Posted by: Loren Coleman on October 15th, 2009
There is no secret to the fact that the ridicule curtain is lowered a bit every October, and that creature stories are actively pursued by the media as the calendar nears Halloween. But who would have guessed that an old “Devil Monkey” case would be revealed in 2009?
Cryptozoological topics, naturally, are good ones to investigate this time of year for local newspaper writers, and sometimes little known ones are discovered.
Devil Monkey © Loren Coleman and Patrick Huyghe 1999, 2006; © Harry Trumbore 1999, 2006.
One such subject popped up this week in the guise of the “Belt Road Booger.” (Booger is a local Southern word for a strange creature, an unknown animal, a ghostly figure, and/or a haunt.) Jeff Bishop wrote the 2009 story for The Times-Herald, for his little town in the bottomlands.
The Newnan Herald was Georgia’s first newspaper after Civil War, and the outcome, The Times-Herald, which was started as a sideline by two Newnan (Coweta County, Georgia) lawyers in the days after the Civil War ended, has existed now for 143 years.
Bishop, digging in the archives, found a thirty-year old series of stories that seemed appropriate for the weeks before Halloween.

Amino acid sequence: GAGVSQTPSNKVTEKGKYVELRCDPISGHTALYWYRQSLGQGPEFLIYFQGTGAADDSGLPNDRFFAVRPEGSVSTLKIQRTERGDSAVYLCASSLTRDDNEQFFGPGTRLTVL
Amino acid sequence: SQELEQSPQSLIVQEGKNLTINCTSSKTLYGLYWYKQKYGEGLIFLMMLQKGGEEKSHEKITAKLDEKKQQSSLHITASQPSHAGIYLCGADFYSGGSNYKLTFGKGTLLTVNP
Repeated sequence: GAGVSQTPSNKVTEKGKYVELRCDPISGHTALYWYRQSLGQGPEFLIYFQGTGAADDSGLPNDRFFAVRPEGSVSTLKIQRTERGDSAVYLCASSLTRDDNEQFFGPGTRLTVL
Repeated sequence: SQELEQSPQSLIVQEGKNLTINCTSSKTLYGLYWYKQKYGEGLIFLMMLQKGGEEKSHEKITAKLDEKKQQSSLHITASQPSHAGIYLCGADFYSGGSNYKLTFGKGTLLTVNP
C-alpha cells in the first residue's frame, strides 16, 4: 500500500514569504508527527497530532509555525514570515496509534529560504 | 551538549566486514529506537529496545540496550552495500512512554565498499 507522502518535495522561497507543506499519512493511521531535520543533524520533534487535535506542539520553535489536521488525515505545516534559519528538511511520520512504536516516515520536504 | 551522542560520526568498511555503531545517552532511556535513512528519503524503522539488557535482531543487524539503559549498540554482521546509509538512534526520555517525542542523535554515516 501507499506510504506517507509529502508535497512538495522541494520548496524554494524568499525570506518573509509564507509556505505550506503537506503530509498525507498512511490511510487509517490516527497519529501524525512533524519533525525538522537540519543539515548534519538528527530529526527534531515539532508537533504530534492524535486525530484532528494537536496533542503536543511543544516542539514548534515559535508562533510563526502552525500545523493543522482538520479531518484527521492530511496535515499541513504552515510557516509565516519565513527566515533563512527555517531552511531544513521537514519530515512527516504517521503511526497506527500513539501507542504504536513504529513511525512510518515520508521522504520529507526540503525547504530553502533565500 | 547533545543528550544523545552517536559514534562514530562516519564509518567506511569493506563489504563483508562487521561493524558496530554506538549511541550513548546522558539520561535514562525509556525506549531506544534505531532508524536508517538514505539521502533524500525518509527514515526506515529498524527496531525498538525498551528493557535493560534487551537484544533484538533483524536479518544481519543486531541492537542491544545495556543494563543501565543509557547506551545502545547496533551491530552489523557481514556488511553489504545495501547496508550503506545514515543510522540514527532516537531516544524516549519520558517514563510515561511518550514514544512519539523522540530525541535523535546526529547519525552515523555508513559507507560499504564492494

In old issues of The Times-Herald, the reporter stumbled across front-page articles with headlines like the one dated August 9, 1979, “Strange Creature Seen Here.”
“Move over, Sasquatch, Bigfoot, the Abominable Snowman and the Loch Ness Monster — make room for the Belt Road Booger!” the story screamed.
Several sightings of a “monster” sighted on Belt Road near the intersection of West Washington Street were reported that week.
“It was dark. It stands about five feet tall. It’s big across the chest. Its eyes look like diamonds at night when you shine a light on them,” was how one local woman described the “monster.”
The creature was reported to have “a face like a monkey and a long bushy tail.”
The Newnan Police Department investigated the incident but found nothing.
The creature was “alleged to have eaten the inside of an apple, leaving only the peeling, and to have bitten a hunk out of an ear of corn.” It was also supposed to have climbed into a barn in the neighborhood, and some local children speculated that he slept in some junked cars in the woods near Belt Road.
The Belt Road Booger was spotted again in the Meadowview subdivision near Arnco, described by one local resident as “the ugliest looking thing I’ve ever seen.”
She described the animal as standing between 4 and 5 feet tall, and it was covered with black hair and a tail “like a beaver’s, but it’s bushy,” with “a face like a dog.”
She said the creature dug into her flowers and tried to kill her calladiums.
Sightings were reported in the following weeks in the Smokey Road and Ishman Ballard Road areas, and then later at Sargent. Then reports began to become less frequent, and the Belt Road Booger was seemingly forgotten.
Bishop found that sightings appeared to return in April 2005, with the re-naming of the thing seen as the “Happy Valley Horror.”